Congressional Diabetes Caucus Confronts Insulin Affordability

A new white paper from the Congressional Diabetes Caucus reinforces what patients and advocates know all too well — the insulin pricing system is too complicated, the negotiations are too secretive and the cost for patients is too high.  

Authored by Representatives Diana DeGette (D-CO) and Tom Reed (R-NY), the white paper is titled “Insulin: A lifesaving drug too often out of reach.”  It identifies several drivers of insulin unaffordability:

  • “Perverse” payment incentives
  • Insulin’s convoluted path from manufacturer to patient
  • A lack of transparency.

The paper recommends several policy solutions:

  • Increased transparency.  The caucus suggests requiring each party in the pricing system to disclose the value and volume of insulin rebates.
  • More competition.  Updating patent policies could encourage new manufacturers to enter the market, the paper argues, allowing increased competition to drive down prices.  It also suggests streamlining the FDA’s approval process for biosimilar insulins.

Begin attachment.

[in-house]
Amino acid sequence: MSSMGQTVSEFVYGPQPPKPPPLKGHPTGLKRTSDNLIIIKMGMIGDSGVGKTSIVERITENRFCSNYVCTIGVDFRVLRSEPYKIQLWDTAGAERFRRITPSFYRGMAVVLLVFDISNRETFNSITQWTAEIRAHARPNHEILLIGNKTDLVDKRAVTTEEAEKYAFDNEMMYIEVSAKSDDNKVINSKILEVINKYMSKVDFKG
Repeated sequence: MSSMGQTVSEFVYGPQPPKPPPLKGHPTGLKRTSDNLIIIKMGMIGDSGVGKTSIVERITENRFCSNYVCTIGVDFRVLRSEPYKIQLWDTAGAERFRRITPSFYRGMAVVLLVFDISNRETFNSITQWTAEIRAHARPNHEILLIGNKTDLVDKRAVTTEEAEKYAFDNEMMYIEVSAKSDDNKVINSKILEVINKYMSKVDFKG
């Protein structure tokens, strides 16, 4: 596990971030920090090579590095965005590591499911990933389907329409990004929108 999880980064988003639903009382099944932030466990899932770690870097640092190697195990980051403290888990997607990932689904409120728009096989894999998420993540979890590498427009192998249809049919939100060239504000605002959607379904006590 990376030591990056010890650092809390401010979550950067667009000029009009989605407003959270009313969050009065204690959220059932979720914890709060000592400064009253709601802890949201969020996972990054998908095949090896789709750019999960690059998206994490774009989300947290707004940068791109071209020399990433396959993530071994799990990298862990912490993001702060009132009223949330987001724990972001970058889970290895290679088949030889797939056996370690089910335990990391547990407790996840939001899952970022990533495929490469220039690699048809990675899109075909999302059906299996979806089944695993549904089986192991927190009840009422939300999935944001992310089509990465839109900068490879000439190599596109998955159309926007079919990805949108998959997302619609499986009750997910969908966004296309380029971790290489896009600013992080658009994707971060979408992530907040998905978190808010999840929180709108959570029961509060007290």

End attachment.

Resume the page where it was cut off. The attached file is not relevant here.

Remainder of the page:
• Value-based contracts.  The white paper recommends that lawmakers direct the Centers for Medicare and Medicaid Services to conduct a pilot study on value-based contracting.  The approach can reward positive patient outcomes and lower prices by basing a medicine’s cost on how much it helps a patient.  

While the report lacks a defined path forward, the Congressional Diabetes Caucus’ attention to insulin affordability is aptly timed.  The average insulin price has nearly doubled since 2012, putting “an enormous financial burden” on patients, as the paper acknowledges.  

One critical factor may be the role of pharmacy benefit managers, whose push for higher rebates can drive up insulin prices, hurting patient access.  Patients can easily spent upward of $600 a month on insulin, depending on insurance.

To learn more about insulin access, read “Protecting Access to Diabetes Care” or listen to Frank Lavernia, MD’s recent interview, “Why Isn’t Insulin Affordable?”, on the AfPA Patient Access Podcast.

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